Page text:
“When you start to look at a lot of what we do in medicine, it didn’t actually have a very good evidence base and the notion of evidence based practice was quite new, and that was how I got into writing about bullshit because to me bullshit like homeopathy or anti-vaccine campaigns are the easiest examples for explaining the wider issue of how you make evidence based decisions about what the appropriate thing to do is and the same skills translate into not just medical treatment but also social policy.”

Although his loathing of “quacks” is very apparent, but it is not them that seem to get the highest level of his criticism.

“We have different expectations of different groups of people; I’m not surprised that there are chancers like Gillian McKeith out there who want to brandish a non-accredited correspondence course Ph.D and come up with all kinds of funny pseudo-scientific stuff about the relationship between diet and health… but I do have high expectations of Channel 4 not to give her a platform, not to describe her in their promotional material as ‘Britain’s Leading Clinical Nutrition Specialist’, not to present her in a laboratory setting talking about molecules and blood tests. I think Channel 4 bear much more responsibility there.”

He claims, however, that his concern does not lie with the motivation of such people, but rather the methods that they use. For him it is all about the science. But to say science does not necessarily mean science in the conventional sense, but rather the idea of the scientific, evidence gathering, method.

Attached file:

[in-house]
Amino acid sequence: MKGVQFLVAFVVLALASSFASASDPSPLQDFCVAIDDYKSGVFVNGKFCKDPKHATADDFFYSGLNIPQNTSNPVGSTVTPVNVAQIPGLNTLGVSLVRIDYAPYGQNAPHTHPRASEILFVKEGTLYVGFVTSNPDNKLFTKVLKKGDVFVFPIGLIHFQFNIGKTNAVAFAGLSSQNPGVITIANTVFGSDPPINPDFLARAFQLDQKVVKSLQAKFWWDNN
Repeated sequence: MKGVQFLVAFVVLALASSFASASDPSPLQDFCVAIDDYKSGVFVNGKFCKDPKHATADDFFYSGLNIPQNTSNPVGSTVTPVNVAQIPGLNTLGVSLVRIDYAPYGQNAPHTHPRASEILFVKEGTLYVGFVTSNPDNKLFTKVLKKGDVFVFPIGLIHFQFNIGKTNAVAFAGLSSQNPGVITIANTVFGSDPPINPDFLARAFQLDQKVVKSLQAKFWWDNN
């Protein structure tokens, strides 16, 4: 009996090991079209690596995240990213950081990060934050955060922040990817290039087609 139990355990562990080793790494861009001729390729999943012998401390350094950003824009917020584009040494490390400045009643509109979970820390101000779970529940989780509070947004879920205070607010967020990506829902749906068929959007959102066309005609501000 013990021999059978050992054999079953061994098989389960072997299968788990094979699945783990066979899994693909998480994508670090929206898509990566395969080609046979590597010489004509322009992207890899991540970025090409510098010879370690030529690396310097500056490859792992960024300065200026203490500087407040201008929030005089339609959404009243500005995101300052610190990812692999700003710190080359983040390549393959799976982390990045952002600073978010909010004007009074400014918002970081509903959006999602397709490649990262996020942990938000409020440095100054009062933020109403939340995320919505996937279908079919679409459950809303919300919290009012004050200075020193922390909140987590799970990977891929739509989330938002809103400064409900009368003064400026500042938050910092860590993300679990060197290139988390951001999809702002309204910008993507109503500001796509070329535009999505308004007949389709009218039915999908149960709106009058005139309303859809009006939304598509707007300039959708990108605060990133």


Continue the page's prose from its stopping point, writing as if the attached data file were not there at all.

Where else then are we not using the proper evidence based methods to our greatest advantage?

“In the case of criminal justice there is absolutely no reason why you couldn’t do randomised control trials on sentencing, for example. A judge giving out a sentence to a heroin addict who’s stealing your video recorder to get money to buy drugs, has two sentencing options, either drug testing and treatment or a custodial sentence. Nobody knows which of those two are the best, they could give half one sentence, half the other and follow them up five years later… but criminal justice is so poorly evolved that we don’t even know what our objective is when we sentence people.”

Although I have barely been with him for fifteen minutes, it soon becomes apparent that he would be far more interested in signing books than being interviewed by me. Any further attempts to ask questions are cut painfully short; my tentative question over whether students should take Berrocca (I really was grasping at straws by now) was met with a rant about “health advice in women’s magazines”.

Indeed, it is a deep shame that he is not more likeable, particularly as it appears that he really is talking sense about issues of serious magnitude. Maybe it is because he seems to take himself so seriously (if ever in need of a laugh, read his personal info on his website), or just because he is such a know-it-all. His immediate response to other viewpoints seems to be puerile ridicule; one anecdote about incompetent doctors sees them backing up their theses with the claim “but I’m an expert!”, and yet one can’t help but think that his own response, if challenged, would be to affirm that he himself was, of course, an expert.